Melbourne Instruments Intros NINA, A 12-Voice Polysynth With Motorized Patch Recall

At the 2022 NAMM Show, Melbourne Instruments today officially introduced the NINA, a 12 voice polysynth with robotic patch recall.

The developers say that NINA combines the tactile and sonic qualities of classic analog synths, with modern functionality, patch recall and automation.

Features:

  • 12 Voice Polyphony.
  • Motorized recallable and automatable control panel using long lasting zero wear encoders with the feel and precision of analog pots.
  • Variable shape triangle oscillators. Continuously morph wave-shape between triangle and sawtooth to find new timbres. Different to a traditional blend.
  • 4 pole transistor ladder VCF with modulatable resonance.
  • Massive voice-level filter overdrive.
  • Digital Wavetable Oscillators.
  • Sampling capability.
  • Deep Modulation Matrix. Quick edit, all sources to all destination.
  • Patch morphing for complex expressive effects.
  • Stereo Infinite Panning effects with 4 Quadrant DCAs.
  • Onboard digital effects.
  • Multitimbral, layered, split, or overlapping.
  • Hackable open-source software control powered by Raspberry Pi 4.

Connectivity:

The company plans to launch NINA ‘soon’ via a Kickstarter project. See their site for more info.

35 thoughts on “Melbourne Instruments Intros NINA, A 12-Voice Polysynth With Motorized Patch Recall

  1. I wonder how fast those faders can turn. I gets crazy with the mod routing and rates. I go hertz! Seriously though, Software like Pigments and Phase Plant are get with the visual representation of routing and modulation so it would be awesome to have that in a hardware version but I think having a light bar around the knob might be better than seeing your knob moving constantly. Like the Implexus.

      1. Above: Motorized recallable and automatable control panel using long lasting zero wear encoders with the feel and precision of analog pots.

        I also saw another post that mentioned the knobs showing lfo routings and automations. Maybe im mixing up modulate and automate, one having a second source signal and the other is a manual source recorded?

        1. Yes automation but not the actual modulation rates. They meant it can show the modulations intensities, the buttons are the “sources” and the knobs move to the amount value of each destination, pretty amazing. Check the sonic state video

  2. its cool to see, but wouldn’t it be cheaper with endless rotary controls instead? on the screen, a tiny digit showing the info of each would be more than enough, like the model samples [or maybe other elektron ones, but only have the samples so dont know]

    1. Whilst I love the notion of ‘parameter awareness’, and the inclusion of Cherry keys, this synth seems to be providing a solution to a problem that did not exist and and not providing a more reasonable and reliable solution to an issue that does.

      Endless encoders with the light ring or small LCD screens would have been far more useful and immediate in provide accurate information without the need for mechanical issues that will probably arise over time. I still like that they are trying something new.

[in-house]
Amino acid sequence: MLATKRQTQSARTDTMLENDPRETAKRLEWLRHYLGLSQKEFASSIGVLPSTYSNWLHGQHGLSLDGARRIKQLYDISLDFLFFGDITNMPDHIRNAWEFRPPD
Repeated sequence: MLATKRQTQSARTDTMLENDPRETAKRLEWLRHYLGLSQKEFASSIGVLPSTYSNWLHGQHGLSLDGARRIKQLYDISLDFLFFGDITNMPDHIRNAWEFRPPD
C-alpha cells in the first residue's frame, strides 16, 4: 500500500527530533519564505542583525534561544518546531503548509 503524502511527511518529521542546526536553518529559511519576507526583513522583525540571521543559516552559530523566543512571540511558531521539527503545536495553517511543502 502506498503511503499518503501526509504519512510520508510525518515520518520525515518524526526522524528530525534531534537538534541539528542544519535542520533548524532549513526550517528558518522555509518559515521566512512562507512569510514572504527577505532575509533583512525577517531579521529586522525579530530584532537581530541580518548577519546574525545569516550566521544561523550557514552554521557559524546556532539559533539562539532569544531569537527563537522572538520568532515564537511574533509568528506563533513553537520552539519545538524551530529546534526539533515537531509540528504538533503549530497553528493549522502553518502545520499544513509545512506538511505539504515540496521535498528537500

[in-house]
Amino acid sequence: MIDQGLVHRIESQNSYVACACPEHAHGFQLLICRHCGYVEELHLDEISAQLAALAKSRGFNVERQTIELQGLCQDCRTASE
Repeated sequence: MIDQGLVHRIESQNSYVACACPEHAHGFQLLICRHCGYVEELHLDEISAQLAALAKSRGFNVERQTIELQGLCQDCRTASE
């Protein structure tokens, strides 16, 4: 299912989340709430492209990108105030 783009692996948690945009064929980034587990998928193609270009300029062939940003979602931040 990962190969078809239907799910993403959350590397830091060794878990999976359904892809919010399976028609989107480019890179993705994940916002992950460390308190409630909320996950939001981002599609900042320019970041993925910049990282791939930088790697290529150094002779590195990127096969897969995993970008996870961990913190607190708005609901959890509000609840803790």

1. The Behringer BCR2000 usb/midi controller had endless encoders, which were encircled by a ring of LEDs to show the value of that particular knob.

      2. @Modern3 Exactly my thoughts. It’s a fun idea, but it doesn’t really serve a practical purpose that wouldn’t be better addressed by using endless encoders with light rings or LCD displays. Any moving part on a mechanical or electronic device is going to be its achilles-heel in terms of durability, and they will require unique components to replace when they inevitably fail. Would you rather have to replace a commonplace LED-light, or a unique for this product, probably very expensive, motorized potentiometer? I know my answer.

        This whole year at Superbooth and NAMM seems to be a bit of a hangover from the corona-pandemic. Apart from the OB-X8, which is a lovely new synth, I don’t really see a lot of exciting new instruments. I see a lot of “high concept” products (SOMA Labs Treestump, Motorsynth, this thing, the TE mixer so tiny its not practical to operate as a mixer, and priced for the look-at-my-new-iPhone group of customers, TE’s new colour scheme for its existing product, priced to tempt the Tate Modern into thinking it’s a work of art, etc.) which all seem a bit gimmicky, a bit deliberately esoteric, a bit overdesigned, and not a lot of actually new features or innovations.

        The 2nd analogue golden age seems to have grinded to a halt, the eurorack scene is becoming ever more GASsy, with less focus on actual music, and focus on more and more things to make your process more and more elaborate, without a lot of actual impact on the sorts of sounds and sequences you can make with them. New digital synths offer more of the same wavetable + fm stuff wrapped in slightly more unnecessarily flashy user interfaces. This thing is just the analogue version of that.

        I don’t know, maybe it’s just me, maybe I’m jaded. But overall compare this year to a Superbooth and NAMM 5 years ago, and it just feels like there is less innovation, and fewer exciting new instruments and tools, than say a year which saw the coming of the volcas or the dreadbox erebus or the minilogue, XD, the hydrasynth, etc. I haven’t seen any products like that this year that make me want to run to the shop immediately to get one. I’ve seen a couple of mildly interesting, but very expensive ideas. And I saw one brilliant sounding Oberheim which is also very expensive. Hopefully now the pandemic is over, and the chip shortage might also be coming to an end a new hybrid/digital golden age is on the horizon. I’ll keep my money in the bank until then.

    2. Shore but the all idea is to make better way to deal with digital control of analog synths with potentiometer.